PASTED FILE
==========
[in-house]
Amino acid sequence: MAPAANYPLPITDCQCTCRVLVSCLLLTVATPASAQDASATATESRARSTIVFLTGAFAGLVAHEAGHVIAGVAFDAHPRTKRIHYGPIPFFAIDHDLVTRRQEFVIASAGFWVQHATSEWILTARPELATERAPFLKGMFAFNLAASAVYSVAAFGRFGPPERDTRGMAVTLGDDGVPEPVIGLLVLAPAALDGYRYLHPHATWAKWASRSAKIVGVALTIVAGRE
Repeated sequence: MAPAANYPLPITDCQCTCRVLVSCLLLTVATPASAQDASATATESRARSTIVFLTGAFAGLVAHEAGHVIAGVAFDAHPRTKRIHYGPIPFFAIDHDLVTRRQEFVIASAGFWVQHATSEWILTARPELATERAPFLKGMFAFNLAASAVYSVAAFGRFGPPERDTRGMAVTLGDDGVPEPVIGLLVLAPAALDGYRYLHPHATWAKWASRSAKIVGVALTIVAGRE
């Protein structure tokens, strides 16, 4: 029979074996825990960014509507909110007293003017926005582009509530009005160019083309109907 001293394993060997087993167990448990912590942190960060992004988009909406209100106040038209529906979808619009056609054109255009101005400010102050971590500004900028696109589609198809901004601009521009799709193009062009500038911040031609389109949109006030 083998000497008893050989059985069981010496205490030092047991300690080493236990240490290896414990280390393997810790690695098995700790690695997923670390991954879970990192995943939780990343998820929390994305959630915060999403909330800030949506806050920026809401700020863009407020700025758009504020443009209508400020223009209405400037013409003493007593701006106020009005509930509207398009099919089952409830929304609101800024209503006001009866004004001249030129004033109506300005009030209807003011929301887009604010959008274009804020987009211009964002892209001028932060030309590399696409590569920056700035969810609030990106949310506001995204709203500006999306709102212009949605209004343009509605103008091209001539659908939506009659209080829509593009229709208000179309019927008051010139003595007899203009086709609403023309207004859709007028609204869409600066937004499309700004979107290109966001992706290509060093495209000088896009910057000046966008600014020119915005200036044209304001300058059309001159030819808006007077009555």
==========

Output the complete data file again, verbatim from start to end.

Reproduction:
[in-house]
Amino acid sequence: MAPAANYPLPITDCQCTCRVLVSCLLLTVATPASAQDASATATESRARSTIVFLTGAFAGLVAHEAGHVIAGVAFDAHPRTKRIHYGPIPFFAIDHDLVTRRQEFVIASAGFWVQHATSEWILTARPELATERAPFLKGMFAFNLAASAVYSVAAFGRFGPPERDTRGMAVTLGDDGVPEPVIGLLVLAPAALDGYRYLHPHATWAKWASRSAKIVGVALTIVAGRE
Repeated sequence: MAPAANYPLPITDCQCTCRVLVSCLLLTVATPASAQDASATATESRARSTIVFLTGAFAGLVAHEAGHVIAGVAFDAHPRTKRIHYGPIPFFAIDHDLVTRRQEFVIASAGFWVQHATSEWILTARPELATERAPFLKGMFAFNLAASAVYSVAAFGRFGPPERDTRGMAVTLGDDGVPEPVIGLLVLAPAALDGYRYLHPHATWAKWASRSAKIVGVALTIVAGRE
């Protein structure tokens, strides 16, 4: 029979074996825990960014509507909110007293003017926005582009509530009005160019083309109907 001293394993060997087993167990448990912590942190960060992004988009909406209100106040038209529906979808619009056609054109255009101005400010102050971590500004900028696109589609198809901004601009521009799709193009062009500038911040031609389109949109006030 083998000497008893050989059985069981010496205490030092047991300690080493236990240490290896414990280390393997810790690695098995700790690695997923670390991954879970990192995943939780990343998820929390994305959630915060999403909330800030949506806050920026809401700020863009407020700025758009504020443009209508400020223009209405400037013409003493007593701006106020009005509930509207398009099919089952409830929304609101800024209503006001009866004004001249030129004033109506300005009030209807003011929301887009604010959008274009804020987009211009964002892209001028932060030309590399696409590569920056700035969810609030990106949310506001995204709203500006999306709102212009949605209004343009509605103008091209001539659908939506009659209080829509593009229709208000179309019927008051010139003595007899203009086709609403023309207004859709007028609204869409600066937004499309700004979107290109966001992706290509060093495209000088896009910057000046966008600014020119915005200036044209304001300058059309001159030819808006007077009555």